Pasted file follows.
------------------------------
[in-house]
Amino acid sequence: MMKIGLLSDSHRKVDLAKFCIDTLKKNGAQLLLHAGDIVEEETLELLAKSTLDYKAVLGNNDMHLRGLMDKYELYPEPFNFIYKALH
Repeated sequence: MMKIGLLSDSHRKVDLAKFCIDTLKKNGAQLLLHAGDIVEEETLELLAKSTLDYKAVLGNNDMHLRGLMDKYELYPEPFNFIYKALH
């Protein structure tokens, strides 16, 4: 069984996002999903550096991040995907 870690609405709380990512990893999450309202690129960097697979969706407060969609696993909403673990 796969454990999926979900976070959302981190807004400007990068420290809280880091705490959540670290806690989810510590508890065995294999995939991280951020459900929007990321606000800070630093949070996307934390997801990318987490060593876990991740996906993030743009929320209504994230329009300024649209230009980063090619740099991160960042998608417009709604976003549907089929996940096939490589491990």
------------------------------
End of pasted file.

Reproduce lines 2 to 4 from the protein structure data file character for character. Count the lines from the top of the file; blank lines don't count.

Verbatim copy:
Amino acid sequence: MMKIGLLSDSHRKVDLAKFCIDTLKKNGAQLLLHAGDIVEEETLELLAKSTLDYKAVLGNNDMHLRGLMDKYELYPEPFNFIYKALH
Repeated sequence: MMKIGLLSDSHRKVDLAKFCIDTLKKNGAQLLLHAGDIVEEETLELLAKSTLDYKAVLGNNDMHLRGLMDKYELYPEPFNFIYKALH
């Protein structure tokens, strides 16, 4: 069984996002999903550096991040995907 870690609405709380990512990893999450309202690129960097697979969706407060969609696993909403673990 796969454990999926979900976070959302981190807004400007990068420290809280880091705490959540670290806690989810510590508890065995294999995939991280951020459900929007990321606000800070630093949070996307934390997801990318987490060593876990991740996906993030743009929320209504994230329009300024649209230009980063090619740099991160960042998608417009709604976003549907089929996940096939490589491990």